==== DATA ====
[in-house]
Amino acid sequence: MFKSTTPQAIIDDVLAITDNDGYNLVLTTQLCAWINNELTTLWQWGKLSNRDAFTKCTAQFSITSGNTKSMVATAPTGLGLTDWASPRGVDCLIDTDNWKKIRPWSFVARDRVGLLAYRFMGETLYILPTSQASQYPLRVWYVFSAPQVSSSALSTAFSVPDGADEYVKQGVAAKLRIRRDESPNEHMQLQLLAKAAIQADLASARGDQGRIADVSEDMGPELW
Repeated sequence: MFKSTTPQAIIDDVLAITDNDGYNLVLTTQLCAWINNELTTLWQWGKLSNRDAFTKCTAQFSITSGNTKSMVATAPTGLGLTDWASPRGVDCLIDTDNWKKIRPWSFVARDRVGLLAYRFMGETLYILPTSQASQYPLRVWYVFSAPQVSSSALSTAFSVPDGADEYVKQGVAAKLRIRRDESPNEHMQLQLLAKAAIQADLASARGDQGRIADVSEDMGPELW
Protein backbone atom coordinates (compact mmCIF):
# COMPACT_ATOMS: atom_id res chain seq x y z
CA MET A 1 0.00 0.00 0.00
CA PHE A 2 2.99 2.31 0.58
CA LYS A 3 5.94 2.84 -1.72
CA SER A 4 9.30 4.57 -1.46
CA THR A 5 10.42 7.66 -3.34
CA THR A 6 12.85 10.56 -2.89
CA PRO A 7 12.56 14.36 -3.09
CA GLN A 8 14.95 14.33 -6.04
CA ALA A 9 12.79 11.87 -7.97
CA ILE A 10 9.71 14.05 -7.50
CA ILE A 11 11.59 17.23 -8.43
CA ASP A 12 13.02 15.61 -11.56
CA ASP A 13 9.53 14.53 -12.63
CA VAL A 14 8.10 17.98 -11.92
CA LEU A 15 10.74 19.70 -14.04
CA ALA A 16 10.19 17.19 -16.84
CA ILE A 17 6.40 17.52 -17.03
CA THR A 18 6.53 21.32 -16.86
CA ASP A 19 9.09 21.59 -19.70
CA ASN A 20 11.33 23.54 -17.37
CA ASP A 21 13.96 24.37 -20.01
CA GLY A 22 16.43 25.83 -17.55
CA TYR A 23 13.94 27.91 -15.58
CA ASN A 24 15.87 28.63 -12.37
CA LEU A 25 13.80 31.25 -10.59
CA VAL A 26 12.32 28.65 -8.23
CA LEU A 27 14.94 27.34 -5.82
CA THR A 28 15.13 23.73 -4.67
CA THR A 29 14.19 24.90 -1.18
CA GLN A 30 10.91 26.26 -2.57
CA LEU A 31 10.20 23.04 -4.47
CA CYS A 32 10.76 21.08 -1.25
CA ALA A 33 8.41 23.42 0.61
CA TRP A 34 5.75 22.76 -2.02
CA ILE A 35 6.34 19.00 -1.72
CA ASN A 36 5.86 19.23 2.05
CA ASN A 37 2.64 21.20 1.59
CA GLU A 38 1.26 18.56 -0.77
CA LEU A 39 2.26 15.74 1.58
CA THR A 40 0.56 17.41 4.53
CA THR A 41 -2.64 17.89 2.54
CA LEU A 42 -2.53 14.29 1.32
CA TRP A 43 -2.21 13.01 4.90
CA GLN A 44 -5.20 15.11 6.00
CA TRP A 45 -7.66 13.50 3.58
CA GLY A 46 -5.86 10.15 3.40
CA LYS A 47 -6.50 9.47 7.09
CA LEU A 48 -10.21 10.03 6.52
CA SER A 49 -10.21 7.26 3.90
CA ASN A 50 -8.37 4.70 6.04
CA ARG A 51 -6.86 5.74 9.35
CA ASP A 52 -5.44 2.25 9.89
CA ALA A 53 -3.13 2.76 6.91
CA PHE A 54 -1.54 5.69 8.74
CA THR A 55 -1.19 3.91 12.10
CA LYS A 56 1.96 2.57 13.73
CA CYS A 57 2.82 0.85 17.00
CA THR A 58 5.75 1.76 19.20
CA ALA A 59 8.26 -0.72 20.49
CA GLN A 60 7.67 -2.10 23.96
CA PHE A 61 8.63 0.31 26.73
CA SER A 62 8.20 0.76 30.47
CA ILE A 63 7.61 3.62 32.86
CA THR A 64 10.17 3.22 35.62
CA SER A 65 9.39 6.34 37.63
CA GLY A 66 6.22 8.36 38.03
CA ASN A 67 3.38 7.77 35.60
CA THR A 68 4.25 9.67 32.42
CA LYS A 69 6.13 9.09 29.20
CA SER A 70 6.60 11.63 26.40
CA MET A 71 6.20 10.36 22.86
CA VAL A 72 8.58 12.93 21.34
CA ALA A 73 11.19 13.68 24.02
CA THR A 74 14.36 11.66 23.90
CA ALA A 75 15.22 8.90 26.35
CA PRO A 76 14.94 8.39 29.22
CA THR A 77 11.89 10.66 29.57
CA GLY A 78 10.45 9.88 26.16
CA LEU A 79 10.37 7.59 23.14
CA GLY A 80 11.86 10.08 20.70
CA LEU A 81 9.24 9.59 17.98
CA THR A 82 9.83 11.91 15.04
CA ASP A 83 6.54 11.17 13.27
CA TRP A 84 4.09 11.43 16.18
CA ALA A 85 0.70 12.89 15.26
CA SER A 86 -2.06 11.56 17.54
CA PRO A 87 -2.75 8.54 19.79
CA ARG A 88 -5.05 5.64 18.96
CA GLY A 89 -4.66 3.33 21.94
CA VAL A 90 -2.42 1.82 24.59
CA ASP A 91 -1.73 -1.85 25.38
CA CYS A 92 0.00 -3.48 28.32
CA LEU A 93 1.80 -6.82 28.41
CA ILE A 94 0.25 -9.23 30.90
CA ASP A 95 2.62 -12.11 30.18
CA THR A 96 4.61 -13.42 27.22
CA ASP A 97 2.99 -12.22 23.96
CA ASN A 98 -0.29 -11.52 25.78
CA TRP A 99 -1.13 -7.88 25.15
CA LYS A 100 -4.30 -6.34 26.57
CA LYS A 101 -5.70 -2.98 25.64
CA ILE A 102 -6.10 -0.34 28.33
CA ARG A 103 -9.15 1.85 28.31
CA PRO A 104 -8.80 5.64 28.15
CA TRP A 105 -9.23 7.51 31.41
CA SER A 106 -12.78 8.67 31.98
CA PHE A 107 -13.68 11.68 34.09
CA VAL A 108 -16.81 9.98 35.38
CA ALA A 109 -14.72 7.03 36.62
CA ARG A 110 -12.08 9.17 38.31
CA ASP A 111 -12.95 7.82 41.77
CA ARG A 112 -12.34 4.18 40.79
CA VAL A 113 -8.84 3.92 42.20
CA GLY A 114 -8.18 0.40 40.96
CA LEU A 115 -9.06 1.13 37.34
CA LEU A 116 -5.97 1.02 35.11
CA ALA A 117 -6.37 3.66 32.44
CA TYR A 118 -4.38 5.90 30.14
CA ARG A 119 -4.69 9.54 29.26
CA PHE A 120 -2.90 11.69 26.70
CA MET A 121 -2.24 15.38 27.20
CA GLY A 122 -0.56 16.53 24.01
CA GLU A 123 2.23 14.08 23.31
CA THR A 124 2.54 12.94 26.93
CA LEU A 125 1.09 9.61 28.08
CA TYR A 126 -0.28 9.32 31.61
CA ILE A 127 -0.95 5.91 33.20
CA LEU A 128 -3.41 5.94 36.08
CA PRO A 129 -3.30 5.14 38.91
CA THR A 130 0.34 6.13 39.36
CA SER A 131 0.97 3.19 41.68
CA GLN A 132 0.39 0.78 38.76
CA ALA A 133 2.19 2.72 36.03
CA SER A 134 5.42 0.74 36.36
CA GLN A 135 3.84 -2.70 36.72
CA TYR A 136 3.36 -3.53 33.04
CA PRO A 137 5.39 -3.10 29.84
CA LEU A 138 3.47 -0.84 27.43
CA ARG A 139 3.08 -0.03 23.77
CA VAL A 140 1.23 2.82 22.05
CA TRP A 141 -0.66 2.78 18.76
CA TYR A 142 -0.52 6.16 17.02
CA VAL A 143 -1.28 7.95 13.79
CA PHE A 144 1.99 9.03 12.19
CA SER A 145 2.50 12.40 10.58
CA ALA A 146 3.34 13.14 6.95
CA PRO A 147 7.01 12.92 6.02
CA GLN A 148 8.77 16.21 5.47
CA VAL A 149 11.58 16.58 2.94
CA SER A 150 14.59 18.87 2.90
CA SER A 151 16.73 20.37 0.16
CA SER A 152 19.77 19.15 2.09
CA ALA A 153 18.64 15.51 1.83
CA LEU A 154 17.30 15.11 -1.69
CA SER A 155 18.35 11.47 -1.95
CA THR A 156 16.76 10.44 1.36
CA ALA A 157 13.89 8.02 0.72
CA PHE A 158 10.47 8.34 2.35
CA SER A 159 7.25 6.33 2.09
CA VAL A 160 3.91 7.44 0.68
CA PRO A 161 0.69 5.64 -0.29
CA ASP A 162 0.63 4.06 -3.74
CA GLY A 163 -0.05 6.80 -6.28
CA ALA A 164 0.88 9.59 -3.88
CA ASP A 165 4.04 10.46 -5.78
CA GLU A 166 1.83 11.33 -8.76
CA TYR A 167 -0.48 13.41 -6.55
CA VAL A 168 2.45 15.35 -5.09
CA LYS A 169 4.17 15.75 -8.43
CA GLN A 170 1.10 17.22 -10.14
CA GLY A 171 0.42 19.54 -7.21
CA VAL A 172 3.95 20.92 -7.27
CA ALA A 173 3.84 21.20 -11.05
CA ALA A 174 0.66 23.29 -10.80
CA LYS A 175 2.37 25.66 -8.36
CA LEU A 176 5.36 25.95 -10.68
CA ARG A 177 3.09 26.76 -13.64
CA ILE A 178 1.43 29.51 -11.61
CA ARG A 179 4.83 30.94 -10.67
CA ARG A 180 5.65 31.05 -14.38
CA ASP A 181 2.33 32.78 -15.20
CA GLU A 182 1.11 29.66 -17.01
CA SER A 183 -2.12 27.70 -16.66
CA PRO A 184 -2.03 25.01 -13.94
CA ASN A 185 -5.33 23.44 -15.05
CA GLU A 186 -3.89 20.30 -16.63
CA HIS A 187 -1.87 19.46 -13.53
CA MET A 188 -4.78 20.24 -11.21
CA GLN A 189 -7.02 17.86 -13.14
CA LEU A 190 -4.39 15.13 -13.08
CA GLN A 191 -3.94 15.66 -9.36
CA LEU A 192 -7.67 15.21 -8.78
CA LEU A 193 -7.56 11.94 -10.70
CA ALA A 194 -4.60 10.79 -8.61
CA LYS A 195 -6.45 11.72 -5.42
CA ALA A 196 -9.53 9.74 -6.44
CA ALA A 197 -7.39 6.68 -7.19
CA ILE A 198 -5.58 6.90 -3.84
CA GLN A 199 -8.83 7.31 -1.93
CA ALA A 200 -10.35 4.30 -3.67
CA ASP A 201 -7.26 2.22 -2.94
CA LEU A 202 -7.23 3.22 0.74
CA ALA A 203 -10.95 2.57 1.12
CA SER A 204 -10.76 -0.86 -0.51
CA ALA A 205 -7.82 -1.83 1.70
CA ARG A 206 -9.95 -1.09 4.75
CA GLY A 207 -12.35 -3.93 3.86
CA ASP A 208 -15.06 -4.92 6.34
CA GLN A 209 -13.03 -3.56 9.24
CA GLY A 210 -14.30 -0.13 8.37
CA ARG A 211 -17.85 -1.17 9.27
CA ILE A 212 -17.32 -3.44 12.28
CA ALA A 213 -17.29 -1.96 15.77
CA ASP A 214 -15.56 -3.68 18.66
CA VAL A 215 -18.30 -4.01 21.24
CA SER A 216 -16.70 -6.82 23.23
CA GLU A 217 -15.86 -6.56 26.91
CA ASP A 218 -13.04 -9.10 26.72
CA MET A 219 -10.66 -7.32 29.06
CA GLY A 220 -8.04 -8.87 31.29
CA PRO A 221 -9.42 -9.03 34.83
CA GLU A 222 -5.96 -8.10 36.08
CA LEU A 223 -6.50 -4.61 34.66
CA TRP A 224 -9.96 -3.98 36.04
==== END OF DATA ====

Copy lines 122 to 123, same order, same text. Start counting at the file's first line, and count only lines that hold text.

CA ALA A 117 -6.37 3.66 32.44
CA TYR A 118 -4.38 5.90 30.14